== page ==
A new report suggests that Xbox One Project Scorpio can play 4K UWP PC games natively and that Project Scorpio dev kits will become the new default for developers.
One of the biggest stories out of E3 2016 was Microsoft's reveal of Project Scorpio. A new and improved version of the Xbox One, the Scorpio's beefed up hardware supports virtual reality in 'high fidelity,' 320 GB per second of memory bandwidth and 4K gaming.
With Project Scorpio not set to release until holiday 2017, there's still plenty of time to go and there are still plenty of points that Microsoft could make to sell gamers on the console. One such point, according to Windows Central, is that the console can play 4K Universal Windows Platform PC games natively and developers will have to make few changes in order to get their 4K-supporting UWP-developed PC game running in 4K on Project Scorpio. Gears of War 4 has 4K support, as does Rise of the Tomb Raider, so expect both of those to make good use of the hardware come next year.
Windows Central's "highly credible source" also explains that Project Scorpio will become the "one-stop shop" for Windows 10 and Xbox One development. Project Scorpio dev kits will "be able to mimic an Xbox One at a hardware level so developers can test how their games scale between different power levels" too, so those who don't plan to upgrade to the new Xbox One and fear the old model of the console being left behind have little to worry about.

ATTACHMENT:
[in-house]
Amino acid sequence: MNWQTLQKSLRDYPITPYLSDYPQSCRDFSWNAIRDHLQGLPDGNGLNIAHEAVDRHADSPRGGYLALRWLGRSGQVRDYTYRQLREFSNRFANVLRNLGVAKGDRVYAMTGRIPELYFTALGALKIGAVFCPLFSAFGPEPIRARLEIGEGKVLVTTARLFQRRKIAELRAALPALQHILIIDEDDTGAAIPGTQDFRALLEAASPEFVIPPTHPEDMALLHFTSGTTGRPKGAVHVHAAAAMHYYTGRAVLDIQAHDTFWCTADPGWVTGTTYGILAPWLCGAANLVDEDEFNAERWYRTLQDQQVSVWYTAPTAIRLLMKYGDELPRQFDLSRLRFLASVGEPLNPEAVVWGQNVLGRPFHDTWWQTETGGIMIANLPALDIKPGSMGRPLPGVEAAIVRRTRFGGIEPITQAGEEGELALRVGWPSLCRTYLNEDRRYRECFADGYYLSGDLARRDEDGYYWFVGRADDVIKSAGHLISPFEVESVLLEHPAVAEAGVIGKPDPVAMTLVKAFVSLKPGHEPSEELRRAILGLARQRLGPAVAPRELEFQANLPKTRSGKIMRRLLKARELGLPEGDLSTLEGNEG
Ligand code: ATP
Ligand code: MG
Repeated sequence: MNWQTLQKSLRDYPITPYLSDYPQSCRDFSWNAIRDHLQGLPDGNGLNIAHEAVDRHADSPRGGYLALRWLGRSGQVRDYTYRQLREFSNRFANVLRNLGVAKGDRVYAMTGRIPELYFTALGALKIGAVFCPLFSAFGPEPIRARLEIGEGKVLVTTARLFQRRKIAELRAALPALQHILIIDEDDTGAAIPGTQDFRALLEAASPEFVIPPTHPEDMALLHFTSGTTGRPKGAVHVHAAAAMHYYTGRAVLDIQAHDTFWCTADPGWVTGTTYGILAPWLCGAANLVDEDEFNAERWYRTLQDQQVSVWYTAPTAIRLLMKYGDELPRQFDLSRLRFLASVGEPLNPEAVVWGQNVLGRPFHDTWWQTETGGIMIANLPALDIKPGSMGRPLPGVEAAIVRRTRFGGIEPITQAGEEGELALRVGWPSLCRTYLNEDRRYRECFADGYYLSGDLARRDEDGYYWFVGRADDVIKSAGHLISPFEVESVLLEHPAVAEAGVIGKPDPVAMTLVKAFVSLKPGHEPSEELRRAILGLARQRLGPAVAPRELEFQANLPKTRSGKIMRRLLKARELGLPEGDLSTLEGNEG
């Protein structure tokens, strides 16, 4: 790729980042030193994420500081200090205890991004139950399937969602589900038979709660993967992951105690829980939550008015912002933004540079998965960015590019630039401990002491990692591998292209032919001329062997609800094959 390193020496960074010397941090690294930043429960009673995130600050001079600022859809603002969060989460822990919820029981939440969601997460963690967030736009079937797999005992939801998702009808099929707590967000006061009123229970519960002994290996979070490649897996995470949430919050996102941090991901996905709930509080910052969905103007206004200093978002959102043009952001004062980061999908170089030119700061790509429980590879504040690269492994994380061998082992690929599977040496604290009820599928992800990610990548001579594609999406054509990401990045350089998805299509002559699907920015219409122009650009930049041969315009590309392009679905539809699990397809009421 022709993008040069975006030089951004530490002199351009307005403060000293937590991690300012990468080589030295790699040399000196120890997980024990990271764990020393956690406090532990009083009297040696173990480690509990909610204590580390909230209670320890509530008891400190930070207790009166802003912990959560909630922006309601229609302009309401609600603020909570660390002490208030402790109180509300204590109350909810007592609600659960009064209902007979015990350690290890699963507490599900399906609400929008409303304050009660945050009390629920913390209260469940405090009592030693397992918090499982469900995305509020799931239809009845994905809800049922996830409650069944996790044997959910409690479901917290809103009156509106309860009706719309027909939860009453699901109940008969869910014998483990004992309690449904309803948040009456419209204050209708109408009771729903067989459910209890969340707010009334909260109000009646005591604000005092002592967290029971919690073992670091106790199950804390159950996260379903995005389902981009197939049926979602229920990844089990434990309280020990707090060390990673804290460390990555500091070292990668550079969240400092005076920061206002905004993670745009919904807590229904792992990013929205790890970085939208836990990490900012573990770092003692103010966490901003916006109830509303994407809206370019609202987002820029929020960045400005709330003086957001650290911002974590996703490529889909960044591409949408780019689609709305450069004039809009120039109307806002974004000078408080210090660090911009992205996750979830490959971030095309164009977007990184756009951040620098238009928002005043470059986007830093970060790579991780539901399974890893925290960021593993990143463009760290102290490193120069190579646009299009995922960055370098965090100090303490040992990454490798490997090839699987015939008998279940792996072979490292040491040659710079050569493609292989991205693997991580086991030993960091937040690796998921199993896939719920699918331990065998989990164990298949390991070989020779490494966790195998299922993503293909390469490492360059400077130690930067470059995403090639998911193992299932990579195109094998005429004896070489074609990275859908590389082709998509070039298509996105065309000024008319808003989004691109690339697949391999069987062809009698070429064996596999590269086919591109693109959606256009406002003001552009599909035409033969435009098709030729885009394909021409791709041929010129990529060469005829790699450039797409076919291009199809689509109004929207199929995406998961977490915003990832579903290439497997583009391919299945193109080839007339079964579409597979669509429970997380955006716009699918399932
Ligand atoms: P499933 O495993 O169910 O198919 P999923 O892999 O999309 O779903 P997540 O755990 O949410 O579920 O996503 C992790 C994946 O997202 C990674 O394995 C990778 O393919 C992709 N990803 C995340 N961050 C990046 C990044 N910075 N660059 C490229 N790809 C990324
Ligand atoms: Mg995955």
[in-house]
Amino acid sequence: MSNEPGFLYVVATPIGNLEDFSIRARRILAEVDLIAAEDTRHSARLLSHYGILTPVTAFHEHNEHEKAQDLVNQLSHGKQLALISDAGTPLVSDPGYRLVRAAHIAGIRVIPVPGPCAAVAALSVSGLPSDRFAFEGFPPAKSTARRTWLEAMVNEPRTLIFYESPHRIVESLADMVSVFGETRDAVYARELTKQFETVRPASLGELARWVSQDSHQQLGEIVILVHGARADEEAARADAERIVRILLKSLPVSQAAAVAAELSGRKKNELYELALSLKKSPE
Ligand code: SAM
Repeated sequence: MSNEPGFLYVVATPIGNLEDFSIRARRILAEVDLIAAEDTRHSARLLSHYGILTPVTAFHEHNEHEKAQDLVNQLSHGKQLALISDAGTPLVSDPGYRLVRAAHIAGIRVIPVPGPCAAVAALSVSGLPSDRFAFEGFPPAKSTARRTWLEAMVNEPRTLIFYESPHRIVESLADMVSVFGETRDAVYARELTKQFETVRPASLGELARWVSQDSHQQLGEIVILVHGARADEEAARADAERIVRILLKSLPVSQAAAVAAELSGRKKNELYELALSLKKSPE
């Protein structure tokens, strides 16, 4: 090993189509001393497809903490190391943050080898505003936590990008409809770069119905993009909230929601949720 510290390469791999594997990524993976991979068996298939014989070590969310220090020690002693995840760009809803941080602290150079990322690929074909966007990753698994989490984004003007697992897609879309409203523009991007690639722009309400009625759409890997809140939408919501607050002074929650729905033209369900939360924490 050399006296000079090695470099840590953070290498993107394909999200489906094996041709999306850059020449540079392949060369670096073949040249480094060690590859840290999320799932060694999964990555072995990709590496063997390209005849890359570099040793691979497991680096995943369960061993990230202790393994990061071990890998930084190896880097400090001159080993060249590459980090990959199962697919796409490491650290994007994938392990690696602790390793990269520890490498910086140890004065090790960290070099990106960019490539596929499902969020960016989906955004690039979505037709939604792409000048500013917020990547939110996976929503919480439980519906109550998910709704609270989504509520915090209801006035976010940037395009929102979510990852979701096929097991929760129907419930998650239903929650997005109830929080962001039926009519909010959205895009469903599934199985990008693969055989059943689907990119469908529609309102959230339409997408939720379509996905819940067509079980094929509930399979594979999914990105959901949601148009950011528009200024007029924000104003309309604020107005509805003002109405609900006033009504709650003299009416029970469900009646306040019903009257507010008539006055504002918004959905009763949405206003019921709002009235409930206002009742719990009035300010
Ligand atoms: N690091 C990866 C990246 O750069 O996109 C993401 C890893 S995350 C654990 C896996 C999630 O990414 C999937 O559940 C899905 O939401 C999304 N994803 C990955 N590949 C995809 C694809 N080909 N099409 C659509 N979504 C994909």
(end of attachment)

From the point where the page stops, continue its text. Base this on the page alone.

The report notes that this method of developing games should make it far more likely that more triple A games end up on the Windows 10 Store, helping Microsoft to establish its storefront as a serious competitor to Steam. However, as the Call of Duty: Infinite Warfare compatibility issue has shown, the company has a long way to go to enticing players to buy games for Windows 10 from it directly instead of Steam. And, if Microsoft is to avoid more refunds as people complain about a lack of players, the company may need more than just the biggest releases to encourage gamers.
Moreover, Microsoft also has an uphill battle when it comes to the perception of UWP. Yes, UWP development can make getting games on PC and Xbox One a simple process, but UWP has also been heavily criticized by industry heavy hitters like Epic Games CEO Tim Sweeney who says that Microsoft is "subverting the rights" of developers and publishers.
How Microsoft will combat that ahead of Project Scorpio's launch is unclear, but the company will need to act in order to establish native 4K/UWP gaming as the huge selling point that it hopes it can be.
Source: Windows Central